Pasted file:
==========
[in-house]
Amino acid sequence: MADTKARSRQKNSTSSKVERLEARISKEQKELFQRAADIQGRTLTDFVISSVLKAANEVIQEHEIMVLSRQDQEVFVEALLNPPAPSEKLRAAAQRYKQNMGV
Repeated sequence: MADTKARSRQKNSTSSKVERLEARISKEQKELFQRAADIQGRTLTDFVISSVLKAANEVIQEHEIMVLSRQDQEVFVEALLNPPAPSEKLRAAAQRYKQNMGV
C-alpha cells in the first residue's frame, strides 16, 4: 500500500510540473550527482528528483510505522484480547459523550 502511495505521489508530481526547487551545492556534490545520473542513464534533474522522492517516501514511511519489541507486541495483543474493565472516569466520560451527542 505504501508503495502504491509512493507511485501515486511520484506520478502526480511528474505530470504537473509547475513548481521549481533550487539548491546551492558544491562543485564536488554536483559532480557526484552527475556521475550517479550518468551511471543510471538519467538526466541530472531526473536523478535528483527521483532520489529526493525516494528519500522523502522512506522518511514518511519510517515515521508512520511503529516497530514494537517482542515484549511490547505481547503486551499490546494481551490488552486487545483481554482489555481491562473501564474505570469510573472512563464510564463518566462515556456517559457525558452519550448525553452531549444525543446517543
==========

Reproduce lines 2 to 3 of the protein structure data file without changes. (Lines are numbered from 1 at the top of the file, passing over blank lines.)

Amino acid sequence: MADTKARSRQKNSTSSKVERLEARISKEQKELFQRAADIQGRTLTDFVISSVLKAANEVIQEHEIMVLSRQDQEVFVEALLNPPAPSEKLRAAAQRYKQNMGV
Repeated sequence: MADTKARSRQKNSTSSKVERLEARISKEQKELFQRAADIQGRTLTDFVISSVLKAANEVIQEHEIMVLSRQDQEVFVEALLNPPAPSEKLRAAAQRYKQNMGV